My parents have to stay healthy for a long time and die quick painless deaths, because i am too selfish for the time/energy/patience my mother (who is up for sainthood) has given her mother this past year. Though now that i think about it perhaps i don't give myself enough credit, because while i don't have that kind of giving devotion for my grandmother, i absolutely do for my friends. I'd still rather i never have to do anthing even vaguely Bob Murray-esque for my parents (or other family), though.
Bob Murray is an elderly man my family knows from church. His wife, Louise, had Alzheimer's for something like 11 years and he took care of her and when she needed to be in a nursing home he visited her every day (was the only person who could get her to eat). My mother and her mother visited him over Easter and my mother wrote that he is on his way out, but he still enjoys company and blessedly still has people who call and/or visit. From my mother's e-mail to me after the visit:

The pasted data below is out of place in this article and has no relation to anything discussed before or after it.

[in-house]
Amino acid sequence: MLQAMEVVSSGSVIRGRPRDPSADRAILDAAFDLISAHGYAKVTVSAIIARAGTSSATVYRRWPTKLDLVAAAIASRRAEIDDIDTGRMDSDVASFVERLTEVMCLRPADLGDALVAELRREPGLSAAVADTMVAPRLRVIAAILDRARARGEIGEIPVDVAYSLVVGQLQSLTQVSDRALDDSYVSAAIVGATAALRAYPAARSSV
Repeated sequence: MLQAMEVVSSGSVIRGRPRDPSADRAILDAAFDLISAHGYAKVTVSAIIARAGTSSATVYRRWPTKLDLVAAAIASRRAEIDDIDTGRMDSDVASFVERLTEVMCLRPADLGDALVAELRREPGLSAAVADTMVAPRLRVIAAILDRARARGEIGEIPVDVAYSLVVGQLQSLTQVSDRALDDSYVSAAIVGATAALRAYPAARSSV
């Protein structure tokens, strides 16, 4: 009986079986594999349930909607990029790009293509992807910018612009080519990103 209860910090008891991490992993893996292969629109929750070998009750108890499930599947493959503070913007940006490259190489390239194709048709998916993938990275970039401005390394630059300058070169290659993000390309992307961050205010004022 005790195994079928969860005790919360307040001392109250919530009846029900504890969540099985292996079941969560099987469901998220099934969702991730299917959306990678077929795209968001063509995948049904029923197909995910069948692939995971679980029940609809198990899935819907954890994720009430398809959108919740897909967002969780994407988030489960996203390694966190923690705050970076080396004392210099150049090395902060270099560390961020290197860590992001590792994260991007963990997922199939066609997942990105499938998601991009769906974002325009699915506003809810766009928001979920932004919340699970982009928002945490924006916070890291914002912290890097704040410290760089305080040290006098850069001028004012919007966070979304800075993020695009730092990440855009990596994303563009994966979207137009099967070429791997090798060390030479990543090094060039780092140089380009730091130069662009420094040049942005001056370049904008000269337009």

But he was delighted to see us and said we brought him back to all the people he used to know, and times that have passed.
He also said he was grateful that he was well when Louise wasn't so he could care for her.
He said she spoiled him before she was ill, so he didn't begrudge her the care he gave her -- I so love that about him, he sees what he did for Louise as "what you do" not anything heroic. What does it say about our society that we view visiting your wife daily a heroic act?
I held his hand the whole time and sat near him on the bed. I often think it's sad that our elders are not touched -- all those who would touch you are gone. And human touch can be a powerful thing. I hope it was a blessing. I know our visit was -- he said he doesn't have adequate words to say how much he appreciated our taking the time. I understand -- and you know, we were only there an hour.
"Can you not watch with me one hour?"
I had an interesting conversation with Tina [my mother's boss's wife] this week where I told her how important it is to visit people even when you can't make it better. She was somewhat confused about what to do with her friend whose 2 year old is being treated for (likely to be terminal) brain cancer. She doesn't understand the power of her presence to this woman. I encouraged her to visit often, even if briefly. Because Tina works at Children's, she can keep visits short, but still frequent. Maybe some of what I've learned along the way can be a blessing to Tina and her friend -- and wouldn't that be wonderful!